Software
News
3/19/2009
11:00 AM
Joe Hernick
Joe Hernick
Features
Connect Directly
LinkedIn
Twitter
RSS
E-Mail
50%
50%

Rolling Review: Parallels Server For Mac 3.0 And Virtual Iron Extended Enterprise Edition 4.5

Two SMB server virtualization options show it pays to look beyond the 'Big 3.'

When server virtualization comes up in conversation, it's easy focus on the "big three," VMware ESX, Microsoft Hyper-V, and Citrix Xen, because of their market share and pervasive marketing. There are other players entering the fray, however. For this segment of our Rolling Review, we brought a couple of less-well-known entities--Virtual Iron Extended Enterprise Edition 4.5 and Parallels Server for Mac 3.0--into our virtualization test lab.

These two smaller players show there's more than one way to run virtualization hosts: Virtual Iron ably jumps through some of the same hoops as XenServer and Hyper-V, and we believe it could challenge VMware ESX in larger enterprises, if the company wanted to. Although Parallels Server wasn't up to our full gamut of tests, being a slightly different beast, it does serve its niche well, running Windows, Linux, and Mac OS X Server instances on Apple hardware.

In terms of performance, every server virtualization product we've tested so far in this Rolling Review has done more than live up to the vendors' claims, showing rapid evolution as the market has heated up. Virtual Iron's and Parallels Server's application performance also pleasantly surprised us.

Like the Xen-based virtualization system from Citrix, Virtual Iron has revved up its performance over the last few years while dramatically easing installation and administration tasks. Parallels leverages its "fat OS" experience with Parallels Desktop to deliver solid performance from its hypervisor, despite the underlying requirement of a full-load Leopard 10.5 OS chewing up system resources and routing I/O.

DIG DEEPER
Is Now The Time?
Is your organization at the point where it pays to virtualize?
Both platforms are aimed squarely at the small- to midsize-business sector. Virtual Iron devotes most of its marketing to this segment, although we could see Virtual Iron 4.3's Xen-based hypervisor, centralized management, and per-socket pricing model playing well in larger companies, too.

Parallels Server isn't as mature or feature-rich as Virtual Iron. Its limited storage options, simplified networking capabilities, and lack of migration tools mean Parallels Server likely will be crossed off most potential customers' short lists, unless they're Mac shops. VMware's Fusion is tinkering with Mac OS guest support, but Parallels Server currently is the only solution on the market that lets you virtualize Apple Server instances with Apple's blessing.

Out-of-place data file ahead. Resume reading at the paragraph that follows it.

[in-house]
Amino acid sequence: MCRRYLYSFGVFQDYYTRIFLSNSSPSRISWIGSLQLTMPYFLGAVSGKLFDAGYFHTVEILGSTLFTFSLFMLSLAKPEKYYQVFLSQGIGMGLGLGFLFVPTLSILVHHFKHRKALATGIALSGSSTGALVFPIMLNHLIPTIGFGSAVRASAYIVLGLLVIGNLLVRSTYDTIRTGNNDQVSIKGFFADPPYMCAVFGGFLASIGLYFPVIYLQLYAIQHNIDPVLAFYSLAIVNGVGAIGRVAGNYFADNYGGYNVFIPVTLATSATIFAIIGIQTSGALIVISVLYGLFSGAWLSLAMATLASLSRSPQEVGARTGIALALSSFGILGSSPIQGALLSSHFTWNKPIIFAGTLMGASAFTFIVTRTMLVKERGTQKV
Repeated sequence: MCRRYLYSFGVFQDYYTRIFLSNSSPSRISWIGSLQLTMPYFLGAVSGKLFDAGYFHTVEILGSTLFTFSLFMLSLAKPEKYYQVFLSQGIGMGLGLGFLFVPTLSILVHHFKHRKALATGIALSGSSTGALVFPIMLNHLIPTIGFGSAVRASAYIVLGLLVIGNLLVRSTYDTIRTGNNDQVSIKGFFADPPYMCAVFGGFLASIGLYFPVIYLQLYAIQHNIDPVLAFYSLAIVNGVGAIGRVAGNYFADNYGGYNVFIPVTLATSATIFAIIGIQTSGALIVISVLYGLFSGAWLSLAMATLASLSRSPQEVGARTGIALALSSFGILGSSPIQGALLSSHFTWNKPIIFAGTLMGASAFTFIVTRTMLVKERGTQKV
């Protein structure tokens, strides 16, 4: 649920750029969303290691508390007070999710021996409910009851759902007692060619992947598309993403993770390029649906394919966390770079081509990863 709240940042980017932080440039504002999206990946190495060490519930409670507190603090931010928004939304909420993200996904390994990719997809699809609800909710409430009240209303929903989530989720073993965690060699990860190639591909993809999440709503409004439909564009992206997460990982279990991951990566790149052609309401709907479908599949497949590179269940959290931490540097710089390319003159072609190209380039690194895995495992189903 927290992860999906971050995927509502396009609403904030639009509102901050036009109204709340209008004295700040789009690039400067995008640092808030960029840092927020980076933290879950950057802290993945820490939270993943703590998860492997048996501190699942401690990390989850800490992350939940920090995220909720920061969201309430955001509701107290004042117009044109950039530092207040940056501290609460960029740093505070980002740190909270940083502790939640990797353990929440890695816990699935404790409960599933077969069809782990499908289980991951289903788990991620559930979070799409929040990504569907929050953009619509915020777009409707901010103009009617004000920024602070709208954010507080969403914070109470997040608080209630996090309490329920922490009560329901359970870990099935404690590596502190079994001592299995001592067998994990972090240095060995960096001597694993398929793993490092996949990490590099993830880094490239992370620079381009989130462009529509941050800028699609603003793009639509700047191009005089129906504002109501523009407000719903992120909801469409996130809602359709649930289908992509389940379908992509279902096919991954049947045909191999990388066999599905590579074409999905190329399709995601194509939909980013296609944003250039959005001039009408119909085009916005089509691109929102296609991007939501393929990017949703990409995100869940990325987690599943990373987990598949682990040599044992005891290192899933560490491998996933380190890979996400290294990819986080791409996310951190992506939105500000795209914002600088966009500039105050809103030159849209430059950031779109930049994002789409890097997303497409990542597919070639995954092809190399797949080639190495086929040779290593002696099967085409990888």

Previous
1 of 3
Next
Comment  | 
Print  | 
More Insights
Google in the Enterprise Survey
Google in the Enterprise Survey
There's no doubt Google has made headway into businesses: Just 28 percent discourage or ban use of its productivity ­products, and 69 percent cite Google Apps' good or excellent ­mobility. But progress could still stall: 59 percent of nonusers ­distrust the security of Google's cloud. Its data privacy is an open question, and 37 percent worry about integration.
Register for InformationWeek Newsletters
White Papers
Current Issue
InformationWeek Must Reads Oct. 21, 2014
InformationWeek's new Must Reads is a compendium of our best recent coverage of digital strategy. Learn why you should learn to embrace DevOps, how to avoid roadblocks for digital projects, what the five steps to API management are, and more.
Video
Slideshows
Twitter Feed
InformationWeek Radio
Archived InformationWeek Radio
A roundup of the top stories and trends on InformationWeek.com
Sponsored Live Streaming Video
Everything You've Been Told About Mobility Is Wrong
Attend this video symposium with Sean Wisdom, Global Director of Mobility Solutions, and learn about how you can harness powerful new products to mobilize your business potential.